Thursday, March 24, 2011

Reading Rainbow: The Sportswriter by Richard Ford

Full disclosure: I finished this book two months ago. I'm not sure why it has taken me this long to get around to this post, but it has. Do not take the fact that it has taken me roughly 10 weeks to get around to this as a reflection of how I felt about the book in any way.

In short, I loved this book. This was my first venture into the writings of Richard Ford, Pulitzer Prize-winning author of Independence Day (the sequel to The Sportswriter). He had come pretty highly recommended from a few friends whose literary tastes I trust. Their recommendations are going to be more highly regarded going forward.

The novel follows Frank Bascombe, a writer who has abandoned being a novelist for writing about sports, a subject he is largely indifferent to. It is set against Easter weekend, the weekend marking the anniversary of his son's death at the age of nine and the point at which his life was thrown into a tailspin. Frank is essentially detached in every way imaginable. He even seems to be detached from himself. As he visits his son's grave, heads to Michigan with his girlfriend on a work-related weekend getaway, returns to nondescript suburban New Jersey to have an unhinged friend drop in on him, and his relationship with Vicki disintegrates at a family dinner, Frank Bascombe wanders dreamily through these episodes. Luckily, Ford toes a line that keeps Frank from erring into a territory in which he could come across as irritating or frustrating.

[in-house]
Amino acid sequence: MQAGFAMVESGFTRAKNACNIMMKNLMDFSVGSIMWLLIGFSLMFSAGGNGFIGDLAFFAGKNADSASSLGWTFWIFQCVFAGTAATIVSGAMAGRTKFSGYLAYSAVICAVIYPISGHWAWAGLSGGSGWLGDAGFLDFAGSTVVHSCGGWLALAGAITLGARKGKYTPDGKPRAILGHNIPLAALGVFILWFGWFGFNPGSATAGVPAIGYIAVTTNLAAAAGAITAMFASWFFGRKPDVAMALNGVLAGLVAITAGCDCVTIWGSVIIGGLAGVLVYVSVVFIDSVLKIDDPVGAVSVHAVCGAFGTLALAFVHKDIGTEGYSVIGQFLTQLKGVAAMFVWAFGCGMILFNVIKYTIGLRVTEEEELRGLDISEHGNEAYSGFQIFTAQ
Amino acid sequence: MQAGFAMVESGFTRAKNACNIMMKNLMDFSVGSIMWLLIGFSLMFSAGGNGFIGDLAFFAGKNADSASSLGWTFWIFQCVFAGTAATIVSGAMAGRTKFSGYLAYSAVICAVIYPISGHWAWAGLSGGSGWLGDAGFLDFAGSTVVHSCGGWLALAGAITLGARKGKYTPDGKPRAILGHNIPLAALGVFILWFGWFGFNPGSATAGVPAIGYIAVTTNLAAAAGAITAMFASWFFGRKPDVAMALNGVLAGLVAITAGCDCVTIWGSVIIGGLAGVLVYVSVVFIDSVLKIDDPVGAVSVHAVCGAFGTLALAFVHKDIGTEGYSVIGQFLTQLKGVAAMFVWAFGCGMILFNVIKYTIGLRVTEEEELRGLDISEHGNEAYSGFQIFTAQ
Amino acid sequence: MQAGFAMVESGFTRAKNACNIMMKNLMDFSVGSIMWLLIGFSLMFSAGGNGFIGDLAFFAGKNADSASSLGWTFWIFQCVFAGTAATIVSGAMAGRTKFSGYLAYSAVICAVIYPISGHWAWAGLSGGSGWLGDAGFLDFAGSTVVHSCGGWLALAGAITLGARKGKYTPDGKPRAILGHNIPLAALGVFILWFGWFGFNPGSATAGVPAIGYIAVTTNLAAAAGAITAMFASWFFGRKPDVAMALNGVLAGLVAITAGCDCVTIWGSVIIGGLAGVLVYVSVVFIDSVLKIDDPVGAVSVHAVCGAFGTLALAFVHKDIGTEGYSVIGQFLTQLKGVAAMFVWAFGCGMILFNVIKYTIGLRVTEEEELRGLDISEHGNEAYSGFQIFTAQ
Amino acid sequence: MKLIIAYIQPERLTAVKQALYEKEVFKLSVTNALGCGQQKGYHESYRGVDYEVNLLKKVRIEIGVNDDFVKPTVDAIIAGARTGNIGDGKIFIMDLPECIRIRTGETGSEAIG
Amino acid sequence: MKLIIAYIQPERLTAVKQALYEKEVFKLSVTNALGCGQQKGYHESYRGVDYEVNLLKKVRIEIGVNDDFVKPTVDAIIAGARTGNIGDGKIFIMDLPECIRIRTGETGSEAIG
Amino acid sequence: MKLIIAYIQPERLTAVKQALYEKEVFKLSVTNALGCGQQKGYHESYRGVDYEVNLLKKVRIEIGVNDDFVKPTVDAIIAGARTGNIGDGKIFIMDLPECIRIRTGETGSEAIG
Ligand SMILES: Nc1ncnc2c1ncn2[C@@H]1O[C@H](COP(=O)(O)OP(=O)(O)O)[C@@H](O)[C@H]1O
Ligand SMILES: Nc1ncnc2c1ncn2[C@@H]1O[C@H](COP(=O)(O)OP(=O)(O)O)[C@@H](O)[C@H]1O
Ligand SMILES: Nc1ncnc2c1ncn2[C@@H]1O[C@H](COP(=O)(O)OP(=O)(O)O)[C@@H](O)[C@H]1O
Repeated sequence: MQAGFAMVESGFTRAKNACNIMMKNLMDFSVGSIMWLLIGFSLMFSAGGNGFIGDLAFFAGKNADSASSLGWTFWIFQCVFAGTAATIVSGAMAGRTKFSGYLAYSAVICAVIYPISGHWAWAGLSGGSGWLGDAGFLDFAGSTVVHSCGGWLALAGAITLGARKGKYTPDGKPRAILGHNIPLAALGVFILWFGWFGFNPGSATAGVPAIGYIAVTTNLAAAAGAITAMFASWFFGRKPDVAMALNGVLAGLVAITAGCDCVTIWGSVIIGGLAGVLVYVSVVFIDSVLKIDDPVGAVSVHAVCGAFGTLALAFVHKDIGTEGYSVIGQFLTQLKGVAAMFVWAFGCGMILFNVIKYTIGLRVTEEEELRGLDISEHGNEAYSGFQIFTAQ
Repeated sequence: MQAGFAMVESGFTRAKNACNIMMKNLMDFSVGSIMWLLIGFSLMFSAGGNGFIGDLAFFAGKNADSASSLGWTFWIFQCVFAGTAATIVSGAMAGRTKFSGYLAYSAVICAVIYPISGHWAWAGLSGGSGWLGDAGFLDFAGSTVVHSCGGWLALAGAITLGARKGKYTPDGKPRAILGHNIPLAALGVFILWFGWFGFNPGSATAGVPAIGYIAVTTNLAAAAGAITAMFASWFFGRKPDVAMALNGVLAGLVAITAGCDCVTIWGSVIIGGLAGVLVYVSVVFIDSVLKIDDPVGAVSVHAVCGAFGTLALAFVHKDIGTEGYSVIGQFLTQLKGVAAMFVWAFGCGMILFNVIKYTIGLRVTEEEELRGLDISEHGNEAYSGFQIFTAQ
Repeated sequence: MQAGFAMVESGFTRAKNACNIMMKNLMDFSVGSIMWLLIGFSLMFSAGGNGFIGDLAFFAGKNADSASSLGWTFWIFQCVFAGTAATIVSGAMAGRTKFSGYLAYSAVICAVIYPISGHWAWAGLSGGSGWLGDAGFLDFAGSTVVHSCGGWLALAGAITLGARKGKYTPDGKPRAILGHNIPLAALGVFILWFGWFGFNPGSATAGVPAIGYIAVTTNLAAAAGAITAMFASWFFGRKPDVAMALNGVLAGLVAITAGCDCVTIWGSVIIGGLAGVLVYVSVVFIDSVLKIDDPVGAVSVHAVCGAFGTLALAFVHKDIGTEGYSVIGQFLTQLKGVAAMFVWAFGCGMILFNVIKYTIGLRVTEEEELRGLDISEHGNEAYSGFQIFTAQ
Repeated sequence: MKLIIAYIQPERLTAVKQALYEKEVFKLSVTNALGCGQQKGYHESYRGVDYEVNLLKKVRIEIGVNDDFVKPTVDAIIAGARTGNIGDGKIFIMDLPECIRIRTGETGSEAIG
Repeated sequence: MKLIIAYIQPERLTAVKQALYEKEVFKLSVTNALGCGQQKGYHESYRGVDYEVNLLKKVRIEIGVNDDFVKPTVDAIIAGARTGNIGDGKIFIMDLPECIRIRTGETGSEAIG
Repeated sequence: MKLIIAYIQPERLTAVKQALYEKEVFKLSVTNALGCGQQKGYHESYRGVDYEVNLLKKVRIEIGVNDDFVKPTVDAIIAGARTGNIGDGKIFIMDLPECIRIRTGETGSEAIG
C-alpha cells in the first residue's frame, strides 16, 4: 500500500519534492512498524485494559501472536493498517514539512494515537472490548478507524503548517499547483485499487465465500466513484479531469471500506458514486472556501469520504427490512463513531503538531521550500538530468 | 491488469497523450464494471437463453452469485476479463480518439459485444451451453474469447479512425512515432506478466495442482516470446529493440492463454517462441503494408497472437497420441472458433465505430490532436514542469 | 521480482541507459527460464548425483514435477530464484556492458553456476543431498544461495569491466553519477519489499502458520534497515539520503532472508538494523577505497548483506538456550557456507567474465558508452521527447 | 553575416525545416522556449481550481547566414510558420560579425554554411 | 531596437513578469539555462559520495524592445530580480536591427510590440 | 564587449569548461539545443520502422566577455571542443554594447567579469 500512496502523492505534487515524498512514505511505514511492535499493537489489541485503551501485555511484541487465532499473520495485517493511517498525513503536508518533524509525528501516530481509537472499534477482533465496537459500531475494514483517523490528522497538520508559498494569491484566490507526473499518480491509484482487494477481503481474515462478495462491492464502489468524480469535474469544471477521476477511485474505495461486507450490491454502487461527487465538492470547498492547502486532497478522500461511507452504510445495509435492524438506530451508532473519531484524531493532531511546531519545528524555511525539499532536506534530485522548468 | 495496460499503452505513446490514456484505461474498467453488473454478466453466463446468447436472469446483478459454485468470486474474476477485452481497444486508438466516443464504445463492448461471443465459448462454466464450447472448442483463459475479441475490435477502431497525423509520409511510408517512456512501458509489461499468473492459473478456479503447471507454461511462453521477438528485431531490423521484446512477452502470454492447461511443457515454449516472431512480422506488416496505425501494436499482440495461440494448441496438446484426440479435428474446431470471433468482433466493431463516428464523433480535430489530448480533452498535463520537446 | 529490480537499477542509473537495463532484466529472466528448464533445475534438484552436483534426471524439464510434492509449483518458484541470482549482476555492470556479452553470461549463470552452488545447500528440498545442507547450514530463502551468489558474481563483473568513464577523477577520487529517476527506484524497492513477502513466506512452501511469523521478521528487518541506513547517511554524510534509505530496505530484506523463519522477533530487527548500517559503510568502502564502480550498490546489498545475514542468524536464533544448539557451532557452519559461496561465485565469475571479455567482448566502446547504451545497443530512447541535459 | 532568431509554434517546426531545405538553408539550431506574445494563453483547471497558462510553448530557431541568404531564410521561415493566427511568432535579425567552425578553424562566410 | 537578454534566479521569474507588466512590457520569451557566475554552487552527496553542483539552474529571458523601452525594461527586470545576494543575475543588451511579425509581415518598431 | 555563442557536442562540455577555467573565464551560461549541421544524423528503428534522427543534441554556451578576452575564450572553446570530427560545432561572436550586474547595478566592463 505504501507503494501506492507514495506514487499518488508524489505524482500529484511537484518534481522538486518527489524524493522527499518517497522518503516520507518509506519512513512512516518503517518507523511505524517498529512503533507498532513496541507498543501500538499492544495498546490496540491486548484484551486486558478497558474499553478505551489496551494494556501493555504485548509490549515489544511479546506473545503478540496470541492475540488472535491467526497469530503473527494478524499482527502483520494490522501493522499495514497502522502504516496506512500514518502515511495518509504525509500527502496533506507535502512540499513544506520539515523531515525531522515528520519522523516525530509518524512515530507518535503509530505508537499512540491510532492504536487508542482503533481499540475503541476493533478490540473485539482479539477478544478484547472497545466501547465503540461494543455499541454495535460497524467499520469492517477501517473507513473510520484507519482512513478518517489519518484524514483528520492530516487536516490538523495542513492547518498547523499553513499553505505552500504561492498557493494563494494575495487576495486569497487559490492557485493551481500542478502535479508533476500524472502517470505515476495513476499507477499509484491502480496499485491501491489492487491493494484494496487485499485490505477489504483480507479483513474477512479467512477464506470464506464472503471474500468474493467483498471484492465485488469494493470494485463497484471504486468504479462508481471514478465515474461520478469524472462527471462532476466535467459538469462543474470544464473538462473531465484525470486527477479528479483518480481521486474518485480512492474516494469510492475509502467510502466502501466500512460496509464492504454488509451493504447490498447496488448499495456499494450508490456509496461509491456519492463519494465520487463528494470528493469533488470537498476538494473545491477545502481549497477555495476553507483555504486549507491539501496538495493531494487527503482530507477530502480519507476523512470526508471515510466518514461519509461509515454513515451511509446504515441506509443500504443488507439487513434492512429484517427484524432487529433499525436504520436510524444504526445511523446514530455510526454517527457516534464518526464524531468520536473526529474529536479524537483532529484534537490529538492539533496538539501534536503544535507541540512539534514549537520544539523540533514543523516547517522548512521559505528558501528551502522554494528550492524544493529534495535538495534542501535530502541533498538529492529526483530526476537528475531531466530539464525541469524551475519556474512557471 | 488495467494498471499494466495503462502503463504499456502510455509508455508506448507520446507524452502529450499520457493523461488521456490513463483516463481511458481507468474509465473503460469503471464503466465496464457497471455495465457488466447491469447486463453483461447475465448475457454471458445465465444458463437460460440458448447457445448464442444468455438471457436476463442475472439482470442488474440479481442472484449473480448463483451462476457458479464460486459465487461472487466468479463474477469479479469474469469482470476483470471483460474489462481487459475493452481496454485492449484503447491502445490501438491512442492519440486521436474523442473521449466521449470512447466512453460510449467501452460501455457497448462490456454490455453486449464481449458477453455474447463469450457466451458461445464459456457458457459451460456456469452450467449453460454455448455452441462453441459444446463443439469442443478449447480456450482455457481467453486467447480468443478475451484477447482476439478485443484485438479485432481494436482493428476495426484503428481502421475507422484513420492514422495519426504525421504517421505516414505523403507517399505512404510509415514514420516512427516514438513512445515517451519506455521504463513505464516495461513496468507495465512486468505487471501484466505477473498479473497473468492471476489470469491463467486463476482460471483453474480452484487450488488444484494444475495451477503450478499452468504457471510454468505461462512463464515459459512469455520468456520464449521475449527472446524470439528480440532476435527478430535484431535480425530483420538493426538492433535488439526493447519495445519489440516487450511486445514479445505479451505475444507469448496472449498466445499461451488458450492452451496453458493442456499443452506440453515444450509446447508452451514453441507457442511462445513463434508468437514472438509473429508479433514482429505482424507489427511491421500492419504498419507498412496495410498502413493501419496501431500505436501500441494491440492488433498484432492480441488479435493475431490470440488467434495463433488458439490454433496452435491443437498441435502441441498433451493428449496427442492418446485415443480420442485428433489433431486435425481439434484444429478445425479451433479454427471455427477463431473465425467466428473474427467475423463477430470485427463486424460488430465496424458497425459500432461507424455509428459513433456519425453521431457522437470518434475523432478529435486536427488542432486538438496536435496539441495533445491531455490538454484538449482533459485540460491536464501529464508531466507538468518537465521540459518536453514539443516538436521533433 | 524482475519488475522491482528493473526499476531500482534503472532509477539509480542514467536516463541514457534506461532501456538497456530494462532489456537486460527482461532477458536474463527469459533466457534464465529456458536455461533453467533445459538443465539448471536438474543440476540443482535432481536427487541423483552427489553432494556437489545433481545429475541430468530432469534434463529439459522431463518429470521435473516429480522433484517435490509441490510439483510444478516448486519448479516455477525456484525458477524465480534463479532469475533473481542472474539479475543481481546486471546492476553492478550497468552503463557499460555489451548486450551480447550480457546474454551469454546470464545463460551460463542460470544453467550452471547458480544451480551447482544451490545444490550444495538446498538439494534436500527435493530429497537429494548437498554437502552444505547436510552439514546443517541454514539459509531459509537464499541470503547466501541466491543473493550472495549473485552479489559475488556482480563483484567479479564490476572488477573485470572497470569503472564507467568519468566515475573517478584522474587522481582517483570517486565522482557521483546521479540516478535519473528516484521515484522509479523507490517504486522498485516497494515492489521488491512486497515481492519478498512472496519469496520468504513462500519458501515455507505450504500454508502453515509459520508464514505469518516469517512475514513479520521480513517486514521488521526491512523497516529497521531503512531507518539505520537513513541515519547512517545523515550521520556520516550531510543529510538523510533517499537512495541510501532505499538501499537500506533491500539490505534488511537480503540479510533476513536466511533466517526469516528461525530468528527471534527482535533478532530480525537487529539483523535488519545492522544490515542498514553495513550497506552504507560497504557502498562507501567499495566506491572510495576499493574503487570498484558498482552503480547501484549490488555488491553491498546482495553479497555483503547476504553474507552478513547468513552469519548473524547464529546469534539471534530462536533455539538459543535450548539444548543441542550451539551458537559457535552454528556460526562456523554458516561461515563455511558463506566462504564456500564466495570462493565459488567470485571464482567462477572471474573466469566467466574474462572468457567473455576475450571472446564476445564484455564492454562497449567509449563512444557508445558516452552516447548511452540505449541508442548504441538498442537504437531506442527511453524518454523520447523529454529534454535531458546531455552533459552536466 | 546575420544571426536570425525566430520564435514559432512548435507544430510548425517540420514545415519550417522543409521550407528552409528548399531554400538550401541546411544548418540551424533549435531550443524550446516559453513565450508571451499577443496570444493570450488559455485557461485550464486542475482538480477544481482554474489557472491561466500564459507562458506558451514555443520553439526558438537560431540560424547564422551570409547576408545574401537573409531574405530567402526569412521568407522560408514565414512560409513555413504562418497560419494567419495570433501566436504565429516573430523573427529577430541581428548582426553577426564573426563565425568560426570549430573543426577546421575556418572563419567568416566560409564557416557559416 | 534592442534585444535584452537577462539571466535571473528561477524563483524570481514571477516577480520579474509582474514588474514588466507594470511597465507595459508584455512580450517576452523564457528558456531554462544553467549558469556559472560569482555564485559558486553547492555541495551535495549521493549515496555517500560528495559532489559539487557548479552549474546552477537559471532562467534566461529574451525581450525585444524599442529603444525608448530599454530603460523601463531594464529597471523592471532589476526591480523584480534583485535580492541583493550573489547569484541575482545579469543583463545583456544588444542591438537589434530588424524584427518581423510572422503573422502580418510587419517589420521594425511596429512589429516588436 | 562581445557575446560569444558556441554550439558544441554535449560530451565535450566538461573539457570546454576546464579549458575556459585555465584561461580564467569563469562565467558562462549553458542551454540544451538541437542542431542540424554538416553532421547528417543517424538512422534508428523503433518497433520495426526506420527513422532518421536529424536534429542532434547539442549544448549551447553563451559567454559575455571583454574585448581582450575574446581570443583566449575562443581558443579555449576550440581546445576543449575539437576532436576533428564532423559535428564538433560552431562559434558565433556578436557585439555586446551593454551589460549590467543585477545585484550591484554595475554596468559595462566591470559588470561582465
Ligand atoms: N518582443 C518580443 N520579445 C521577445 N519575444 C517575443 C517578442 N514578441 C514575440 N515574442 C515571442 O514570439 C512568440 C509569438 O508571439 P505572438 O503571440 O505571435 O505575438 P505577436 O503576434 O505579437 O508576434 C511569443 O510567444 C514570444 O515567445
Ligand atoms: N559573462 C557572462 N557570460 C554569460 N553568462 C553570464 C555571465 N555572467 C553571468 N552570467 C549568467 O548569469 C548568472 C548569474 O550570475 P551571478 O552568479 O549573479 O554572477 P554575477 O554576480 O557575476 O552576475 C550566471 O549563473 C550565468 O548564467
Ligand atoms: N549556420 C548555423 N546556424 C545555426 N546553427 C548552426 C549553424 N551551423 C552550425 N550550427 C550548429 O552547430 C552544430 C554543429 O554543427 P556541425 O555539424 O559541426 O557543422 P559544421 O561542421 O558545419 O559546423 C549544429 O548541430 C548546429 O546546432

To say that I simply loved this book would be doing a disservice to how I really felt. While reading, I became engulfed in the book. His style floored me. I continuously marveled at his ingenuity in turning a phrase, in the unpredictable ways that his sentences would twist and turn. There seems to be nothing tethering him to the standard usage patterns of the English language. Reading his prose was, quite simply, awe-inspiring. For me to actually want to sit back, take some time, and savor the style of a writer is rare, yet that is precisely what I found myself doing while reading The Sportswriter.

To put it another way, I was so taken by The Sportswriter that I went out and bought four other Ford books as soon as I finished it.

But you don't have to take my word for it...

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